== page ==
Our contributing fitness expert explains what you should—and should not—eat before taking to the ice
By Michael H. Manchess
Oatmeal. This is perhaps the favorite for pregame nutrition of the many hockey players we’ve surveyed. Have a double serving to ensure your body is properly fueled. Enjoy it with your favorite toppings, but avoid loading up with too much sugar. You don’t want a high that picks you up and drops you like a rock. Your body needs complex carbohydrates for sustained energy.
Peanut butter and banana on a rice cake. A combination of high-quality carbs and protein packs this mini-meal with a one-two energy punch that will keep you performing at peak levels when you need it the most.
Smoothie. A delicious smoothie can be made in a matter of minutes. All it takes is a countertop or immersion blender. Pick a favorite fruit—bananas, strawberries, peaches, blueberries—individually or in any combination. Add skim milk, or rice or almond milk and some ice and you’re good to go!
Protein powder. Add a few scoops of whey, soy or oats to water or a smoothie, and you’re off to a great start.
Energy bars. There are several types of nutrition bars on the market that provide a balance of protein, complex carbs and dietary fat that can substitute for a meal and provide you with the energy you need to play.
Pizza. Pretty much a bad choice of pregame nutrition. Avoid this if you can. The cheese, dough and tomato sauce will fill you up, but weigh you down and slow your performance.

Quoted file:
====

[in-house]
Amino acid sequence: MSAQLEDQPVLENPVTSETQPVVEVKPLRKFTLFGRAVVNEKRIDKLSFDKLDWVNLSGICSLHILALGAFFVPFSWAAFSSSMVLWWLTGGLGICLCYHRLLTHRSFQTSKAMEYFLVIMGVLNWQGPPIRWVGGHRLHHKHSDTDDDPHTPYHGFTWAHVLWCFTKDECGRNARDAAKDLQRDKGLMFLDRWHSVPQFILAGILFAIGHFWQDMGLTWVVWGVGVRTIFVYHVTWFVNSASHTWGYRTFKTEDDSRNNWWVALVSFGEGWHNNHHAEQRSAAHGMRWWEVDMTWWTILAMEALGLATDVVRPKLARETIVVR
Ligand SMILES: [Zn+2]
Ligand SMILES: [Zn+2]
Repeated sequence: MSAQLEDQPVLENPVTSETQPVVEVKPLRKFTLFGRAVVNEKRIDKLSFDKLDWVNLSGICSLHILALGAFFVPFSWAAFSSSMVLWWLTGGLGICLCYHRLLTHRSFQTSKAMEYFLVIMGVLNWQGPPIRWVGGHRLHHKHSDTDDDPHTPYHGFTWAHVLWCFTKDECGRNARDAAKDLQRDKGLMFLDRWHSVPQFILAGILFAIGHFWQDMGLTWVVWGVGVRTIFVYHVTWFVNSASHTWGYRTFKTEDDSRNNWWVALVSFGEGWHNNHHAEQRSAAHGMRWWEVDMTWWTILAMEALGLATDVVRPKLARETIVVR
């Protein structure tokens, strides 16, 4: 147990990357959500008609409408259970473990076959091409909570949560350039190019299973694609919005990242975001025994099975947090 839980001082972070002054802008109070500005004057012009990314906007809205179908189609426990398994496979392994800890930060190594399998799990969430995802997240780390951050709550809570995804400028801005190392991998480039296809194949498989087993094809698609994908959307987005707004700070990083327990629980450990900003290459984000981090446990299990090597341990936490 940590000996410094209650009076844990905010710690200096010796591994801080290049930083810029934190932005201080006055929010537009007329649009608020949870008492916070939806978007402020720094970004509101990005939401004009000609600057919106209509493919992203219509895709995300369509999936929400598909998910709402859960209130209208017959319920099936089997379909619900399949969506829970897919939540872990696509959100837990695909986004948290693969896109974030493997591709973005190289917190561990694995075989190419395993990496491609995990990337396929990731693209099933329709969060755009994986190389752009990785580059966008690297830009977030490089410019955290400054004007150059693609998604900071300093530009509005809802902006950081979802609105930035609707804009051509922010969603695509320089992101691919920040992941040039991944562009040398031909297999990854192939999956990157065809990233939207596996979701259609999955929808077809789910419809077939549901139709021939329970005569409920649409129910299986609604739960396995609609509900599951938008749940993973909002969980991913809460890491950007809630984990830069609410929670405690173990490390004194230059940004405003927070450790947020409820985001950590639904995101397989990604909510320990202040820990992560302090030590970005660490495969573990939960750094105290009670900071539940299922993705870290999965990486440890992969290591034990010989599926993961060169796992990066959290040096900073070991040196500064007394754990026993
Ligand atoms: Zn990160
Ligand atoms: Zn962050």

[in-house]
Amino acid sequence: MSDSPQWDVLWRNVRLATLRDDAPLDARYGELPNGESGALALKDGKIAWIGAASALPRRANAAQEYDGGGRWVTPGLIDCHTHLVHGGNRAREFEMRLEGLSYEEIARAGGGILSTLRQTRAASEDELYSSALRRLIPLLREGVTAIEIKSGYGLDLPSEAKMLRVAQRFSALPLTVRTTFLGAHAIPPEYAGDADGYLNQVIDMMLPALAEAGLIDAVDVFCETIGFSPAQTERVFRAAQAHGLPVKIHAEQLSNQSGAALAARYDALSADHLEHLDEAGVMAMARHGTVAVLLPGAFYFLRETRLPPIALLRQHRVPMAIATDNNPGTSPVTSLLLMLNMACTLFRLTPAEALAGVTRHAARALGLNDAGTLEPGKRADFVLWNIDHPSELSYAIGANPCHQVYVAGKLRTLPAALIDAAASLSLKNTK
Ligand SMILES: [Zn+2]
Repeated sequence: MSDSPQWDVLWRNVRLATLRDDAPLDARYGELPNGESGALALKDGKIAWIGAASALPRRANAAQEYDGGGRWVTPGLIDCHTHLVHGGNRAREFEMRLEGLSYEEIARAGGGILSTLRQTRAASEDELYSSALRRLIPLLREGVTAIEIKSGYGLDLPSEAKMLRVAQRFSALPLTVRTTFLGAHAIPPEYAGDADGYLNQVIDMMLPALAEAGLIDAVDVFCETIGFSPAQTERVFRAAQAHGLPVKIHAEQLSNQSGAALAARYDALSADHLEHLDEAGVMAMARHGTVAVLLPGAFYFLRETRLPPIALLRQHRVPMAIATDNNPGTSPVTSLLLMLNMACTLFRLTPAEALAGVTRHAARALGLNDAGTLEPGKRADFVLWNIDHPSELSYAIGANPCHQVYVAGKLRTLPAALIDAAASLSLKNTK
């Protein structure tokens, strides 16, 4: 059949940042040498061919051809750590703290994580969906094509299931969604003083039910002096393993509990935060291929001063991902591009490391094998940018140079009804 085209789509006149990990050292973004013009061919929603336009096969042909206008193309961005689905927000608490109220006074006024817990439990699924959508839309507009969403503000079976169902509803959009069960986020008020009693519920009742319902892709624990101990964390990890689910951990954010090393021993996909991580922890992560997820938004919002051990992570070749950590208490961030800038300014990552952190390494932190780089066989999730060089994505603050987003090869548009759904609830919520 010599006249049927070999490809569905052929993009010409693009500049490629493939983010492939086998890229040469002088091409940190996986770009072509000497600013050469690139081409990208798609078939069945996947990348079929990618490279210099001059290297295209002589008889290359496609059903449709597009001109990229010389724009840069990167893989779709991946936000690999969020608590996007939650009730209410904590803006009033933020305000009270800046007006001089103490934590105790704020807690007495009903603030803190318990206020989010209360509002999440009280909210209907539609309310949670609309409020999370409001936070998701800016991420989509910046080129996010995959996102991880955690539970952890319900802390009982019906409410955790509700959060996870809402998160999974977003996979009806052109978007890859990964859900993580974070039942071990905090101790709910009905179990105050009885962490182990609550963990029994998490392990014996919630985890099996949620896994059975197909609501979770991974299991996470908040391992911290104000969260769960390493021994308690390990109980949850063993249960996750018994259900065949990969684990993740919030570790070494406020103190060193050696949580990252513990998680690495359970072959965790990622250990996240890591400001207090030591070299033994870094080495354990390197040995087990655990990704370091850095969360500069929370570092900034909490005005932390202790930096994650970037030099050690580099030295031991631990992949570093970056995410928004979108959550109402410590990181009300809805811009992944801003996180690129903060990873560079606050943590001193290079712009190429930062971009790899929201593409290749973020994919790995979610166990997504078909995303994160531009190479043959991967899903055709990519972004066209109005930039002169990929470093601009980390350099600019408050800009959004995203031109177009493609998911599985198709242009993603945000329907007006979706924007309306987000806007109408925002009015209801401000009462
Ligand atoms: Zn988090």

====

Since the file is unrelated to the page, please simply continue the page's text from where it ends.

Pasta. Contrary to popular belief, pasta is not what you need to eat before your game. The complex carbs and starch won’t give you the boost you’re looking for. Instead, your body will be consumed with digesting your meal rather than giving you the fuel you need to make it through a game.
Burgers, fries, etc. Stay away from stuff like this. They’ll only give you a bloated feeling and most likely indigestion. Not what you want to worry about in the heat of a hockey game.
Candy bars. No, no, no! Sure, the sugar rush will give you a surge of energy. But the short-lived high will quickly fade and leave you dragging.
Hot dogs, sausages, spicy foods, garlic or onions. They might be filling, but try to digest these while you race up and down the ice (or hold down the net). You’ll be belching throughout your hockey game, not to mention while on the bench. Save them for afterwards. Your teammates will thank you for it.
Michael H. Manchess offers athletes advice on proper conditioning and nutrition. He can be reached at firstname.lastname@example.org.